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22 February 2021

Duty-free allowance

Here are the duty-free allowance guidelines you must follow, whether you've been on a break in the European Union (EU) or further afield.
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Which?Editorial team
Duty free allowance 441000

Although many of us know we can make a saving if we buy cigarettes or alcohol duty-free, do you know your allowances and how much you can bring back to the UK?

If you're planning a holiday or about to go away, make sure you fly with one of the best ranked airlines, to and from  one of the top rated airports.

Arriving in Great Britain (England, Wales or Scotland) from outside the UK

If you're travelling to Great Britain (England, Wales or Scotland) from outside the UK, you can bring in a certain amount (for your own use or as a gift) without paying tax or duty. Here are your personal allowances:

Duty-free allowances when entering Great Britain
Cigarettes

200

cigarettes

Cigars

50

cigars

Cigarillos

100

cigarillos

Tobacco

250g

tobacco

Beer

42 litres

beer

Wine

18 litres

wine

Spirit

4 litres

spirits

Fortified-Wine

9 litres

fortified wine

Spirits: Spirits or strong liqueurs over 22% alcohol.
Fortified wine: Eg sherry, port, sparkling wine or any other alcoholic drink that's less than 22% alcohol.

Arriving in Northern Ireland from the EU

While there is no duty or tax to pay on items when returning to Northern Ireland from a country in the EU, anything you do buy must be for personal use or a gift. Customs officers may query any goods you have brought back that exceed the standard amount shown.

Duty-free allowances when entering Northern Ireland from an EU country
Cigarettes

800

cigarettes

Cigars

200

cigars

Cigarillos

400

cigarillos

Tobacco

1kg

tobacco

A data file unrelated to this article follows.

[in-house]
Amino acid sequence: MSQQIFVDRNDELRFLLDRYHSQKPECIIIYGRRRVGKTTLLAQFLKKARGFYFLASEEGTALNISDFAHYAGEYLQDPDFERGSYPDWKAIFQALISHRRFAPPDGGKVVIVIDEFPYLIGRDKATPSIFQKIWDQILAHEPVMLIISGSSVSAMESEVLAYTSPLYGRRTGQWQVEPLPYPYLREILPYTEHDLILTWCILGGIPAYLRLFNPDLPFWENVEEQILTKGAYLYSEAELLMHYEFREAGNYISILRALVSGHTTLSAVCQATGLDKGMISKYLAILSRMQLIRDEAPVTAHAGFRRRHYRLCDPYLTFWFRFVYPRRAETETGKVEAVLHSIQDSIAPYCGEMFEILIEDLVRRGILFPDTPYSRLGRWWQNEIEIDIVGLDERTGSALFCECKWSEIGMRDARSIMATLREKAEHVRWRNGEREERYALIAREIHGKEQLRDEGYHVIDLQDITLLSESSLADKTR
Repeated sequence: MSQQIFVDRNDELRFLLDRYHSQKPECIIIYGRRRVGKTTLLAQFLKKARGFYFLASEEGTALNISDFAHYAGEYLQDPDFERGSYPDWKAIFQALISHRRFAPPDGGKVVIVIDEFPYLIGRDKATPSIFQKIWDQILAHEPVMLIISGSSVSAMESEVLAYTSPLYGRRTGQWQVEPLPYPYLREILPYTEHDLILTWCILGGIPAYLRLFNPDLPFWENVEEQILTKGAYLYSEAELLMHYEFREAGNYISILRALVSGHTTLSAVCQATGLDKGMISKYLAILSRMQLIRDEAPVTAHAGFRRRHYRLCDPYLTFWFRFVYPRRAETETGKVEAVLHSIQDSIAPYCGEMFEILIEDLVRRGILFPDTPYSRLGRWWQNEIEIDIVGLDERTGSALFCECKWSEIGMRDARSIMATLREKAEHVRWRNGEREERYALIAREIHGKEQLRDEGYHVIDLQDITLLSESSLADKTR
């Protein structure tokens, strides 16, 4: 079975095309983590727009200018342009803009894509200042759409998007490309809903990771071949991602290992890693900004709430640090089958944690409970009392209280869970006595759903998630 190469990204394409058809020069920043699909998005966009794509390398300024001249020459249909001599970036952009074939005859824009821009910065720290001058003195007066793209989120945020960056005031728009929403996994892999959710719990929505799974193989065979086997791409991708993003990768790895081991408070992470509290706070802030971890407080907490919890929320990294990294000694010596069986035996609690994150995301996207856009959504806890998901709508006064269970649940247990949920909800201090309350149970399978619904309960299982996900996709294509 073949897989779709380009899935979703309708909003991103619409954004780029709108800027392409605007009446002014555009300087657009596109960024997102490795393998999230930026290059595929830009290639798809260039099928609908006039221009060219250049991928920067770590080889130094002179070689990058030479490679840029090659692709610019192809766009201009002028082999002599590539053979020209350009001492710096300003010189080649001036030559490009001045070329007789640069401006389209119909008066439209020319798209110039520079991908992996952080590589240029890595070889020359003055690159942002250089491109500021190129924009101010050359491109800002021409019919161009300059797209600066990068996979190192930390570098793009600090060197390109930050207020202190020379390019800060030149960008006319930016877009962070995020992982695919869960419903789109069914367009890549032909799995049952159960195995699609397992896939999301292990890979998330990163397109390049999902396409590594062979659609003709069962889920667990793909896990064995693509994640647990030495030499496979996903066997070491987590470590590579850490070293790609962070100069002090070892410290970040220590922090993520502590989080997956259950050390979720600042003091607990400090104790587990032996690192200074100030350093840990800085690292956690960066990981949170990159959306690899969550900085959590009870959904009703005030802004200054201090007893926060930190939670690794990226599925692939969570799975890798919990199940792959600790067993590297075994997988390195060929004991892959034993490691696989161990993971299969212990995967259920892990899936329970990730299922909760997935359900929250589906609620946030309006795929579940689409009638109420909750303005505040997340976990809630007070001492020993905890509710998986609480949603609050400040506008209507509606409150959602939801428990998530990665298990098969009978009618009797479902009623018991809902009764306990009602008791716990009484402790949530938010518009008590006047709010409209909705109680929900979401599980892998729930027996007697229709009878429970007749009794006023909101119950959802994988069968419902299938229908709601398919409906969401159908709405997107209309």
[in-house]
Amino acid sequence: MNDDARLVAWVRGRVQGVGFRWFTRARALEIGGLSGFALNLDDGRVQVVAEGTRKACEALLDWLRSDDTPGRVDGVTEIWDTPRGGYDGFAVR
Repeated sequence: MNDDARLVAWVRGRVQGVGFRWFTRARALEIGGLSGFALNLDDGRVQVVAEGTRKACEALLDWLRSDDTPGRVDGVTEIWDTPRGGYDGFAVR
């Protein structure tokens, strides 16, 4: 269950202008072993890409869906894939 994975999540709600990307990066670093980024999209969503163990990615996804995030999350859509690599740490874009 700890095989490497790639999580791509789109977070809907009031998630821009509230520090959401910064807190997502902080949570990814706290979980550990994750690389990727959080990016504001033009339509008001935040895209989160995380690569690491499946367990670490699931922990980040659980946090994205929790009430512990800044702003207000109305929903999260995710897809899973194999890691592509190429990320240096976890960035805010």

Beer

110 litres

beer

Wine

90 litres

wine

Spirit

10 litres

spirits

Fortified-Wine

20 litres

fortified wine

Spirits: Spirits or strong liqueurs over 22% alcohol.
Fortified wine: Eg sherry, port, sparkling wine or any other alcoholic drink that's less than 22% alcohol.

Arriving in Northern Ireland from a non-EU country

If you are travelling back into Northern Ireland from a country outside of the EU then duty-free allowances are in place. This means you are restricted on the amount of goods you can bring back home with you. If you go over this allowance you might have to pay tax or duty on your goods - Excise Duty, Customs Duty and Import VAT.

The type of tax or duty you will pay depends on what you want to bring home. Duty-free allowances for travel outside of the EU are shown.

Duty-free allowances when entering Northern Ireland from a non-EU country
Cigarettes

200

cigarettes

Cigars

50

cigars

Cigarillos

100

cigarillos

Tobacco

250g

tobacco

Beer

16 litres

beer

Wine

4 litres

wine

Spirit

1 litre

spirits

Fortified-Wine

2 litres

fortified wine

Cigarettes, cigars, cigarillos and tobacco: You can bring in one of the above or combine the allowances eg 100 cigarettes and 25 cigars (half of each allowance)
Beer, wine, spirits and liqueurs and fortified wine: You can bring in one of the above or combine the allowances eg 1 litre of fortified wine and half a litre of spirits (half of each allowance)
Spirits: Spirits or strong liqueurs over 22% alcohol.
Fortified wine: Eg sherry, port, sparkling wine or any other alcoholic drink that's less than 22% alcohol.

Entering Northern Ireland from Great Britain 

If you are entering Northern Ireland from Great Britain (England, Wales or Scotland), you do not need to declare your goods if you are a UK resident and you bought the goods in England, Wales, Scotland or the Isle of Man.

Entering Great Britain from Northern Ireland

If you are entering Great Britain (England, Wales or Scotland) from Northern Ireland you do not have to declare any goods.

Other goods

You can bring back items (to Great Britain and Northern Ireland) bought on holiday worth up to £390 duty free. If you bring home a single item worth more than your allowance, you will have to pay tax/duty on the full amount, not just that above the allowance.

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